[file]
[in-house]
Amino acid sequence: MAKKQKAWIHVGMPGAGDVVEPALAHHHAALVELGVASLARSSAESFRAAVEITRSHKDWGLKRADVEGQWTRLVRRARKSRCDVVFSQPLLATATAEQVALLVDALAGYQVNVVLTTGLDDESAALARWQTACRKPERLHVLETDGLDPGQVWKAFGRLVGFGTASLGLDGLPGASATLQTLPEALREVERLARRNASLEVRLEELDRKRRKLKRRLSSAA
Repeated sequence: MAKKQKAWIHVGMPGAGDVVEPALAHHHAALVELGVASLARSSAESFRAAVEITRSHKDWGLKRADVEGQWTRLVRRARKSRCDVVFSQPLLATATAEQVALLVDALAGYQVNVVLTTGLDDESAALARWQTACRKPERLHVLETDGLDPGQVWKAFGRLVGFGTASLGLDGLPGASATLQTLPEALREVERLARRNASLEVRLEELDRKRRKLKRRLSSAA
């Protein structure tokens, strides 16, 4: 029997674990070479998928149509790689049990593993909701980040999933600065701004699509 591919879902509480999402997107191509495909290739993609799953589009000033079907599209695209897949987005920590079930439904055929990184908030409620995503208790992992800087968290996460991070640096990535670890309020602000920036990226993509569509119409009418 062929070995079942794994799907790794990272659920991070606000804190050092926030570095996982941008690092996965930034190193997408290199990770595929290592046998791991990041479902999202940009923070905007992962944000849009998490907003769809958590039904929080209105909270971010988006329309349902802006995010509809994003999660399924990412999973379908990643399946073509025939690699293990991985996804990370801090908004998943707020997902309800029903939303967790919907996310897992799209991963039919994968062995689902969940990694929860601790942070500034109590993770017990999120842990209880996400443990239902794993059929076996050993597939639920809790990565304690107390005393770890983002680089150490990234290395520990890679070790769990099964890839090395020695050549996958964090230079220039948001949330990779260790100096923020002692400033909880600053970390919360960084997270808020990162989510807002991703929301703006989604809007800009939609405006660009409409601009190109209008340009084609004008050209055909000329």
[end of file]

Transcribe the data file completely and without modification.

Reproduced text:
[in-house]
Amino acid sequence: MAKKQKAWIHVGMPGAGDVVEPALAHHHAALVELGVASLARSSAESFRAAVEITRSHKDWGLKRADVEGQWTRLVRRARKSRCDVVFSQPLLATATAEQVALLVDALAGYQVNVVLTTGLDDESAALARWQTACRKPERLHVLETDGLDPGQVWKAFGRLVGFGTASLGLDGLPGASATLQTLPEALREVERLARRNASLEVRLEELDRKRRKLKRRLSSAA
Repeated sequence: MAKKQKAWIHVGMPGAGDVVEPALAHHHAALVELGVASLARSSAESFRAAVEITRSHKDWGLKRADVEGQWTRLVRRARKSRCDVVFSQPLLATATAEQVALLVDALAGYQVNVVLTTGLDDESAALARWQTACRKPERLHVLETDGLDPGQVWKAFGRLVGFGTASLGLDGLPGASATLQTLPEALREVERLARRNASLEVRLEELDRKRRKLKRRLSSAA
């Protein structure tokens, strides 16, 4: 029997674990070479998928149509790689049990593993909701980040999933600065701004699509 591919879902509480999402997107191509495909290739993609799953589009000033079907599209695209897949987005920590079930439904055929990184908030409620995503208790992992800087968290996460991070640096990535670890309020602000920036990226993509569509119409009418 062929070995079942794994799907790794990272659920991070606000804190050092926030570095996982941008690092996965930034190193997408290199990770595929290592046998791991990041479902999202940009923070905007992962944000849009998490907003769809958590039904929080209105909270971010988006329309349902802006995010509809994003999660399924990412999973379908990643399946073509025939690699293990991985996804990370801090908004998943707020997902309800029903939303967790919907996310897992799209991963039919994968062995689902969940990694929860601790942070500034109590993770017990999120842990209880996400443990239902794993059929076996050993597939639920809790990565304690107390005393770890983002680089150490990234290395520990890679070790769990099964890839090395020695050549996958964090230079220039948001949330990779260790100096923020002692400033909880600053970390919360960084997270808020990162989510807002991703929301703006989604809007800009939609405006660009409409601009190109209008340009084609004008050209055909000329």